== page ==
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Trading Plan for April 19, 2011

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April 19, 2011 – Comments (0) | RELATED TICKERS: SPY , GS , AAPL

Current Long Positions (stop-losses in parentheses): HD (37.16), DISCK (35.36), SSO (50.35), BAC (12.03)

Current Short Positions (stop-losses in parentheses): None

BIAS: 53% Long

Economic Reports Due Out (Times are EST): ICSC-Goldman Store Sales (7:45am), Housing Starts (8:30am), Rebook (8:55am)

My Observations and What to Expect:

Futures are flat heading into the open.

Asian markets saw losses average about -1.5%, due mainly to the sell off in the U.S. yesterday, while Europe is currently seeing gains of about 0.5%.

Despite the heavy selling, volume was average, and the market bounce off of the intraday lows, formed a very bullish doji hammer.

On the day, the S&P bounced off of the 50% Fibonacci level, and closed above the 38.2% retracement level.

Other key support levels to keep an eye is the rising support trend line off of the 9/1 lows, currently at 1290, and then the trendline off of the March '09 recovery lows at 1260.

Goldman Sachs (GS) reports earnings this morning and will play a key roll to how the market fairs today, particularly financials.

Apple (AAPL) will report after the bell. A miss by them, could send shock waves through the rest of the market.

30-minute chart on the S&P suggests we should see a bounce at least in the the 1310's, even if this market still has further downside to it going forward.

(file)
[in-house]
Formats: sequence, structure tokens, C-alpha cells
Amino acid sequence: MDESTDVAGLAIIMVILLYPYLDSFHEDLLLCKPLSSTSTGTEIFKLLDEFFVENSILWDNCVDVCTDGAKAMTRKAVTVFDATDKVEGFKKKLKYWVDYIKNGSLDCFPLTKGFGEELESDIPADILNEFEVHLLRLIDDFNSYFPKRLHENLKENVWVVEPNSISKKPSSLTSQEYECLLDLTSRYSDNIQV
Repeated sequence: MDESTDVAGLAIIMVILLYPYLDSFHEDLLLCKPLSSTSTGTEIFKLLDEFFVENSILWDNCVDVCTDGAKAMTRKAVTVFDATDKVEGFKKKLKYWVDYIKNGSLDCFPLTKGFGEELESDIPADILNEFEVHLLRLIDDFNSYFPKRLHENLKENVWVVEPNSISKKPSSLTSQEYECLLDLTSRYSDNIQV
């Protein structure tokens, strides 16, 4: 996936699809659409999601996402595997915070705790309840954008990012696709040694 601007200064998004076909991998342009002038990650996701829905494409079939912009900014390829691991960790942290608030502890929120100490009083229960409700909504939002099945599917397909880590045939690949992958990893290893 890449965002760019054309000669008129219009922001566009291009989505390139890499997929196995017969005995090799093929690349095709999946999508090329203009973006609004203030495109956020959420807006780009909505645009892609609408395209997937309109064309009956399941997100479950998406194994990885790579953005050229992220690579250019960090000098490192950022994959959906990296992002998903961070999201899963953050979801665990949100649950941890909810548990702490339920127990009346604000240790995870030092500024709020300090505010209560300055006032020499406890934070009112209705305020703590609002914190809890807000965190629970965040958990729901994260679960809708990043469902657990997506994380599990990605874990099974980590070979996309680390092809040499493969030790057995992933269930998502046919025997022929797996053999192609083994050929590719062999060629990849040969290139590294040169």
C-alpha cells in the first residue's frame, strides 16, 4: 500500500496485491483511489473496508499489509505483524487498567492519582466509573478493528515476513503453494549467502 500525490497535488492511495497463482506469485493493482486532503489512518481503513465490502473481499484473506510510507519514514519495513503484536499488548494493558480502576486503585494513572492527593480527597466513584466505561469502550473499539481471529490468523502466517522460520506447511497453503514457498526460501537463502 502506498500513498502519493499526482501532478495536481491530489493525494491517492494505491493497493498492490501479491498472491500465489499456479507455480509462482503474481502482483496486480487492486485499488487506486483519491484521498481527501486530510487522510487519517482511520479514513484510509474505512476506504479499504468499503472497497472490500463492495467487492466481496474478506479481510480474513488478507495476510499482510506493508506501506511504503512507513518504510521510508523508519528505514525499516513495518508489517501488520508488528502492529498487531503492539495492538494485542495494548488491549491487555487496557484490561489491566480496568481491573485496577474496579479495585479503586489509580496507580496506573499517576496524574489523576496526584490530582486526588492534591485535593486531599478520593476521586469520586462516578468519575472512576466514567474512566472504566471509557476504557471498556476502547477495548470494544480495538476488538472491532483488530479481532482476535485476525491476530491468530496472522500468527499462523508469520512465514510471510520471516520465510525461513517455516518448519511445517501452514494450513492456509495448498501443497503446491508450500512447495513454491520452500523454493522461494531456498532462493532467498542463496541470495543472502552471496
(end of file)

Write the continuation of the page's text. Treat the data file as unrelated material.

The inability of the bears to close at the intraday lows, in recent sell-offs, suggests the 'dip-buying is still in full-effect'.

A lot of talk of the market rolling over right now, especially with the obvious double-top being formed.

1294/5 (also the Fib 50% level) represents some significant support, considering we have bounced hard when testing it in the past (2/3,2/24 and yesterday)

To see a significant move higher, we'll need a break of 1340 before more buyers come back into the fold.

The longer-term trend of the market suggests the market is in a state of flux/confusion, with steep sell-offs taking place over the past two months, but no long-term downtrend having been established.

My conclusion: It is hard to become overly bearish in a market where there are so many outside forces (i.e. Fed) providing underlying support to is stability, particularly when we've yet to see a significant and extended breakdown in the market since the summer of last year.

Here Are The Actions I Will Be Taking:

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